Writing work emails can be a challenging mission for many people who are not gifted with a natural writing style, especially if they were used to face-to-face communication with colleagues before the whole switch to remote work due to the coronavirus pandemic.
Half of the time in work, goes in writing emails these days!— Vishakha Mundhra (@vishakhamundra) November 24, 2020
Not only do people find difficulty in setting the right tone and format of the messages they exchange via email, but also find it hard to start emails through which they wish to either ask for information or make special announcements.
Throughout this article, we'll explore the different types of emails that individuals who don't work in the communication department might need to write during work, and the tricks that can make this task an easier and quicker one.
While most people are often worried about the content of the message they are writing, crafting a short, straightforward subject is just as important.
Here, you need to think of the main purpose of the message. Are you asking for information? Are you providing information? What is it about? Keep it short but informative.
Example1: Question - New Working Hours
Example2: Monthly Report - Missing Info Needed
Example3: Announcement - Changed Rota
2. Address Recipients
The very first line of the message is always used to define those who need to read and respond to the email. If you're sending the message to one or more familiar people, start with the well known Dear (names) line.
In case you don't know the names of the people you're sending the message to, you can use the old "Dear Sir/Madam" line.
If you're addressing your team members or co-workers, your tone can be a little more friendly, such as "Dear Team" or "Hello Team."
3. Cc and Bcc
Are there any people who you think should take note of the conversation but shouldn't necessarily respond or take action based on its content? Often, these tabs include email addresses of concerned managers or people in higher positions to keep them in the loop.
4. Formal but Friendly
Setting the tone for your message can be quite challenging, especially if you're writing to people you don't know enough or haven't met before.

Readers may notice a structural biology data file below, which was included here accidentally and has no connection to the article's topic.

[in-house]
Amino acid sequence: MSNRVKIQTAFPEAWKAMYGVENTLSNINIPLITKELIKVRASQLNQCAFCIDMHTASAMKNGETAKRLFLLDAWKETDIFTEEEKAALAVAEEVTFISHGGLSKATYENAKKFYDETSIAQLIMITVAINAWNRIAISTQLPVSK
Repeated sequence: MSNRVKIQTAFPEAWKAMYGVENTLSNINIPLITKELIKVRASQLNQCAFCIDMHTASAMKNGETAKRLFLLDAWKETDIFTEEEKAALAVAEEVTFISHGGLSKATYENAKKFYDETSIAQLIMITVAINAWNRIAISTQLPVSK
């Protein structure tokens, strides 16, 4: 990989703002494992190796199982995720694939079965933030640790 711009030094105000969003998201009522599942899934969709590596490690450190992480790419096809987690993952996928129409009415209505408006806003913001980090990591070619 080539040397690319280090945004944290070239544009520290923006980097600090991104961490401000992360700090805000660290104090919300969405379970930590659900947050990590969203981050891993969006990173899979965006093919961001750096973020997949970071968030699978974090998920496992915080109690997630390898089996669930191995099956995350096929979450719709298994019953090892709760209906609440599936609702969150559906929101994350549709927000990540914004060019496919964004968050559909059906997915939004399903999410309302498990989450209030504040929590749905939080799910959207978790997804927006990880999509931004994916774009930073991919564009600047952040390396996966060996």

In order for you to keep the tone formal but nice and warm, add a caring greeting at the beginning to your message, so it includes a human touch.
Example1: Hope this email finds you in good health and peace.
Example2: I hope you're having a wonderful day
Example3: Hope you're staying positive and testing negative (Mostly popular since the pandemic)
Pivoting from “I hope this email finds you well in these uncertain times” to “I hope you’re staying positive and testing negative”— jeremy (@j_campz) November 25, 2020
5. Introduce yourself (Only if you're addressing a person you don't know yet)
If this is the first email you're sending to the person you're messaging, start by introducing your name and your position, before stating the purpose of the email.
6. State the purpose of your email
Whether you are introducing a new idea, pitching in a suggestion, making an announcement, or responding to a previous inquiry.
By the end of the message, make sure you clarify the action that needs to be taken on the other end of the line.
Writing a successful professional email isn't that hard, you only need to make yourself familiar with the few rules that constitute a fully informative and coherent message.
How many emails do you write a day? In your experience, what is the most challenging aspect of writing emails?
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